Leeds research suggests employers should encourage napping, but just for an hour.
New research recently published by the School of Psychology at the University of Leeds suggests that allowing employees to take an hours respite will increase productivity later in the day.
Dr Nerina Ramlakhan, who led the research at University of Leeds, said the time change could see some workers drop to four hours.
She had this to say on the topic "The loss of an hour in bed is particularly detrimental to individuals who already struggle with their sleep, and recent research by Silentnight and the University of Leeds has proved that many people, including children, are dangerously sleep deprived,"
Specifically sleep deprivation can negatively affect a range of systems, including a reduction in immune health, respiratory disease, and even increased risk of diabetes.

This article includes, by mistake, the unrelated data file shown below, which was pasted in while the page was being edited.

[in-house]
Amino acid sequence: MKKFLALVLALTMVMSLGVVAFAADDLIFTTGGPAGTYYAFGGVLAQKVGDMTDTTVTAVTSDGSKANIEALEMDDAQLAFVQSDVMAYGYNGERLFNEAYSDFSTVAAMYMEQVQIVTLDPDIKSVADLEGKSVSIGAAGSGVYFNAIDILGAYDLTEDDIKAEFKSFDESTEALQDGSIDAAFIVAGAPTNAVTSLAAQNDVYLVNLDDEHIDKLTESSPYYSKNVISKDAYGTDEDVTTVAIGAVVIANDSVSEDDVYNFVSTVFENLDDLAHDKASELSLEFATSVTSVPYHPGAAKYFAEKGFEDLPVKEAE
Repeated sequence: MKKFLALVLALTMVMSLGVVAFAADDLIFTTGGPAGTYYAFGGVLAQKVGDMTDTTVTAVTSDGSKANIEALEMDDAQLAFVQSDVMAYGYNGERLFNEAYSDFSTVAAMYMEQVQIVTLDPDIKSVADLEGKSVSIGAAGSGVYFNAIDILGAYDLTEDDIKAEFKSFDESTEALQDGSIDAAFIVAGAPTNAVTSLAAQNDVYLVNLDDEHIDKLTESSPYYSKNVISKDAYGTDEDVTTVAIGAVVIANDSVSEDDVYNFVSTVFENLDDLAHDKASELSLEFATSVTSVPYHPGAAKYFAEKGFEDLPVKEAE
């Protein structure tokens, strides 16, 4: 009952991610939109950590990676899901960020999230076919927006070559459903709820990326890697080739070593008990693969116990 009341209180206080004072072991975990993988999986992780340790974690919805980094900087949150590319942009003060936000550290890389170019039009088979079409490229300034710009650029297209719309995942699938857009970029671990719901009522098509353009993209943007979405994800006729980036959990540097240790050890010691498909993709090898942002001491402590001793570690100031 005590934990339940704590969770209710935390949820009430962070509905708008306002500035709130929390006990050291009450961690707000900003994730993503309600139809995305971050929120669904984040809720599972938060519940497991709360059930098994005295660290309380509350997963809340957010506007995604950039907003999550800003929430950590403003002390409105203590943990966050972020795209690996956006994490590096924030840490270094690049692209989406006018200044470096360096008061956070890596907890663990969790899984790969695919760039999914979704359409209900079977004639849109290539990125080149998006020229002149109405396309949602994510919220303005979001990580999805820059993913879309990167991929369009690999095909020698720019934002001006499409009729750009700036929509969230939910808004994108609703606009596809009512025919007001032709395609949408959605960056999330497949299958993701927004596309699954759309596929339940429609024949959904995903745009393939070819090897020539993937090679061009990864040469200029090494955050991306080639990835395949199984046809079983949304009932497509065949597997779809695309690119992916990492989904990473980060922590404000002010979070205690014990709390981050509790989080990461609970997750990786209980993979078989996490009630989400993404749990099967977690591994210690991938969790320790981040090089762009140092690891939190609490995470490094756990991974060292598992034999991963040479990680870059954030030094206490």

She added a brief nap done between 2pm and 4pm but shouldn't be later, as it might stop sleep later at night.
There are a variety of other conditions which can arise from a lack of sleep, although occasional sleep interruptions are generally no more than a nuisance, ongoing lack of sleep can lead to excessive daytime drowsiness, emotional problems, weaker job performance, and a lowered perception of quality of life.